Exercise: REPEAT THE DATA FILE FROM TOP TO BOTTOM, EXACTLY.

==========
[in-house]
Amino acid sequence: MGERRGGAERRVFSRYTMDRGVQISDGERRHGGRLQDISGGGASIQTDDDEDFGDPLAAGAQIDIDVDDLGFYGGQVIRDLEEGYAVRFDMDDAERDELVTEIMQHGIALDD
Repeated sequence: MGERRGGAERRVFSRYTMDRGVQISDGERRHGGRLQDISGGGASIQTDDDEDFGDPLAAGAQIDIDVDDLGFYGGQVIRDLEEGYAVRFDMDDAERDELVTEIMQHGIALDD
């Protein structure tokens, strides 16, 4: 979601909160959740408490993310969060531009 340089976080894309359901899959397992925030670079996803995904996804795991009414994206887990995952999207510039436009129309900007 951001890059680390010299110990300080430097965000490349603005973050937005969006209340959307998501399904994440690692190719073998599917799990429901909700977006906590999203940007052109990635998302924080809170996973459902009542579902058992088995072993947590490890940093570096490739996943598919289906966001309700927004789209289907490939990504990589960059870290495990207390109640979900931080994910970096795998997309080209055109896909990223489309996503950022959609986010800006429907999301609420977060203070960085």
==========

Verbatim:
[in-house]
Amino acid sequence: MGERRGGAERRVFSRYTMDRGVQISDGERRHGGRLQDISGGGASIQTDDDEDFGDPLAAGAQIDIDVDDLGFYGGQVIRDLEEGYAVRFDMDDAERDELVTEIMQHGIALDD
Repeated sequence: MGERRGGAERRVFSRYTMDRGVQISDGERRHGGRLQDISGGGASIQTDDDEDFGDPLAAGAQIDIDVDDLGFYGGQVIRDLEEGYAVRFDMDDAERDELVTEIMQHGIALDD
């Protein structure tokens, strides 16, 4: 979601909160959740408490993310969060531009 340089976080894309359901899959397992925030670079996803995904996804795991009414994206887990995952999207510039436009129309900007 951001890059680390010299110990300080430097965000490349603005973050937005969006209340959307998501399904994440690692190719073998599917799990429901909700977006906590999203940007052109990635998302924080809170996973459902009542579902058992088995072993947590490890940093570096490739996943598919289906966001309700927004789209289907490939990504990589960059870290495990207390109640979900931080994910970096795998997309080209055109896909990223489309996503950022959609986010800006429907999301609420977060203070960085």